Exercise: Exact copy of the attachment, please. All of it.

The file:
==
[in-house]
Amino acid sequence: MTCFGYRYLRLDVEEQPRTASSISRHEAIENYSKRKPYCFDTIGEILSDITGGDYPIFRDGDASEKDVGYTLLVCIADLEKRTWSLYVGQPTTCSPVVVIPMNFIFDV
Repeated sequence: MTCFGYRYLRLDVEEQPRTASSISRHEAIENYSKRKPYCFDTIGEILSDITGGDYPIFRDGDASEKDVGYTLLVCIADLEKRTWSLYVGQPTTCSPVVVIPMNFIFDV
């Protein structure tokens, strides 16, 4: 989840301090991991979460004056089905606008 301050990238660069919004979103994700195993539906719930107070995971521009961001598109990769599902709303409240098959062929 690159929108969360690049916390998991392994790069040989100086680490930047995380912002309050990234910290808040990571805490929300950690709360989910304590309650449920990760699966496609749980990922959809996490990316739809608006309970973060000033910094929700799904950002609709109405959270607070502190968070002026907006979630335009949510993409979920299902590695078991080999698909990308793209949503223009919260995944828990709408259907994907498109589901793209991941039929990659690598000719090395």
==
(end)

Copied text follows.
[in-house]
Amino acid sequence: MTCFGYRYLRLDVEEQPRTASSISRHEAIENYSKRKPYCFDTIGEILSDITGGDYPIFRDGDASEKDVGYTLLVCIADLEKRTWSLYVGQPTTCSPVVVIPMNFIFDV
Repeated sequence: MTCFGYRYLRLDVEEQPRTASSISRHEAIENYSKRKPYCFDTIGEILSDITGGDYPIFRDGDASEKDVGYTLLVCIADLEKRTWSLYVGQPTTCSPVVVIPMNFIFDV
């Protein structure tokens, strides 16, 4: 989840301090991991979460004056089905606008 301050990238660069919004979103994700195993539906719930107070995971521009961001598109990769599902709303409240098959062929 690159929108969360690049916390998991392994790069040989100086680490930047995380912002309050990234910290808040990571805490929300950690709360989910304590309650449920990760699966496609749980990922959809996490990316739809608006309970973060000033910094929700799904950002609709109405959270607070502190968070002026907006979630335009949510993409979920299902590695078991080999698909990308793209949503223009919260995944828990709408259907994907498109589901793209991941039929990659690598000719090395």